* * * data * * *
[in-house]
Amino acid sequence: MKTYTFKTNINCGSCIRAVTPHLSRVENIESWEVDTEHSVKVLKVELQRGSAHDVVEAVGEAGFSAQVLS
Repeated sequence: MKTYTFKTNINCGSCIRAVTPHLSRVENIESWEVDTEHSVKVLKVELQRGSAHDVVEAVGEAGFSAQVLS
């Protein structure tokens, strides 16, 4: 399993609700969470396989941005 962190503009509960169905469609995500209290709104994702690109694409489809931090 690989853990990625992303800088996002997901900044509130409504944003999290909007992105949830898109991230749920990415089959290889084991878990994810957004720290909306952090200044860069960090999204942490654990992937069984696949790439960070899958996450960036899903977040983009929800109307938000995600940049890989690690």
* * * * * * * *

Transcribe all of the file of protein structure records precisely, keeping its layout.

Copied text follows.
[in-house]
Amino acid sequence: MKTYTFKTNINCGSCIRAVTPHLSRVENIESWEVDTEHSVKVLKVELQRGSAHDVVEAVGEAGFSAQVLS
Repeated sequence: MKTYTFKTNINCGSCIRAVTPHLSRVENIESWEVDTEHSVKVLKVELQRGSAHDVVEAVGEAGFSAQVLS
């Protein structure tokens, strides 16, 4: 399993609700969470396989941005 962190503009509960169905469609995500209290709104994702690109694409489809931090 690989853990990625992303800088996002997901900044509130409504944003999290909007992105949830898109991230749920990415089959290889084991878990994810957004720290909306952090200044860069960090999204942490654990992937069984696949790439960070899958996450960036899903977040983009929800109307938000995600940049890989690690």